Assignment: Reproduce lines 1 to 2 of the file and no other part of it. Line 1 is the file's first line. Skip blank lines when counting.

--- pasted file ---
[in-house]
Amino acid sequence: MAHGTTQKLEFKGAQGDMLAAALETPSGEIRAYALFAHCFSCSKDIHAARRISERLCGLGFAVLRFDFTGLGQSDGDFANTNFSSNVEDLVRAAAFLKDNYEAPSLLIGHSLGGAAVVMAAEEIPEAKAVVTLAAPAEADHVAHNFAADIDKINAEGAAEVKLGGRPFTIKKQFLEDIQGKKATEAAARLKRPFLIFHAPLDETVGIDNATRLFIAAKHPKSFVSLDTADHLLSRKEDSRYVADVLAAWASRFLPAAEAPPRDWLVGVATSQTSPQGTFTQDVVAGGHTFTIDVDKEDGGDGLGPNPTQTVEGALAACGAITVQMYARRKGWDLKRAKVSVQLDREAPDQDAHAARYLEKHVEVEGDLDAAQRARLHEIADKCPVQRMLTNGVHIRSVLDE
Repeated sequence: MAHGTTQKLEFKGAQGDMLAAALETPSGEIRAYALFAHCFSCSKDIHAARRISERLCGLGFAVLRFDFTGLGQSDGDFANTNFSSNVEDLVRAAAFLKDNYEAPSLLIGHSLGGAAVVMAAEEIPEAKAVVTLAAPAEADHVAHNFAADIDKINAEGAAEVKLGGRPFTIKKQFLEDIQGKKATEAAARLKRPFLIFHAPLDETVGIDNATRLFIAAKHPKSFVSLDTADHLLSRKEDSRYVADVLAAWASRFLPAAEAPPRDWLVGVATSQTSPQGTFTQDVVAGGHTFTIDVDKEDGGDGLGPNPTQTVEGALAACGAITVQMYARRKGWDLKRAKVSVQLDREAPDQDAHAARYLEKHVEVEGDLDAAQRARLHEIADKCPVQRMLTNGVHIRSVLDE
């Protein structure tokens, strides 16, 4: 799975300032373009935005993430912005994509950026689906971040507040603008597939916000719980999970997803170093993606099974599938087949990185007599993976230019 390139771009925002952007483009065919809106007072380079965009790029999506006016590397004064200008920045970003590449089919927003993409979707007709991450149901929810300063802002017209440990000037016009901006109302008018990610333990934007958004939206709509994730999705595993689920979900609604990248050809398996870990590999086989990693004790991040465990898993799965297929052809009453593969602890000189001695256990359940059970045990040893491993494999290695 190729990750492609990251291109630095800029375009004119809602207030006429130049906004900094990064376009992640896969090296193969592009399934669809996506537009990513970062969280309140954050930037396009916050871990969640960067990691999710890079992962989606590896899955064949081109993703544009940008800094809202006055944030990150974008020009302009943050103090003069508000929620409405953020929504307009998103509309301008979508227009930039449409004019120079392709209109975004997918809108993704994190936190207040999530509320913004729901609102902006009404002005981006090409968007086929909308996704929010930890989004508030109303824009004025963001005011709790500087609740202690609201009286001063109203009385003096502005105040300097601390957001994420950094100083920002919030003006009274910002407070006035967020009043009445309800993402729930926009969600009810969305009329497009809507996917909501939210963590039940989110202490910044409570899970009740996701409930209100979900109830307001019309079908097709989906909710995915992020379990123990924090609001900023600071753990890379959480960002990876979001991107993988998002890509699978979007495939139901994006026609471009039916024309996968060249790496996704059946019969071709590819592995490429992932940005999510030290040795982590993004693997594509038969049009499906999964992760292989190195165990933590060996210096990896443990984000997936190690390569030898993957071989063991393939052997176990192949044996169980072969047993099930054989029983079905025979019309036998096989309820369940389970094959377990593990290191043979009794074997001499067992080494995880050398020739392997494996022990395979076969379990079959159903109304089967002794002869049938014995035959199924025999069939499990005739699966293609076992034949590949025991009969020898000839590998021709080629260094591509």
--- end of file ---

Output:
[in-house]
Amino acid sequence: MAHGTTQKLEFKGAQGDMLAAALETPSGEIRAYALFAHCFSCSKDIHAARRISERLCGLGFAVLRFDFTGLGQSDGDFANTNFSSNVEDLVRAAAFLKDNYEAPSLLIGHSLGGAAVVMAAEEIPEAKAVVTLAAPAEADHVAHNFAADIDKINAEGAAEVKLGGRPFTIKKQFLEDIQGKKATEAAARLKRPFLIFHAPLDETVGIDNATRLFIAAKHPKSFVSLDTADHLLSRKEDSRYVADVLAAWASRFLPAAEAPPRDWLVGVATSQTSPQGTFTQDVVAGGHTFTIDVDKEDGGDGLGPNPTQTVEGALAACGAITVQMYARRKGWDLKRAKVSVQLDREAPDQDAHAARYLEKHVEVEGDLDAAQRARLHEIADKCPVQRMLTNGVHIRSVLDE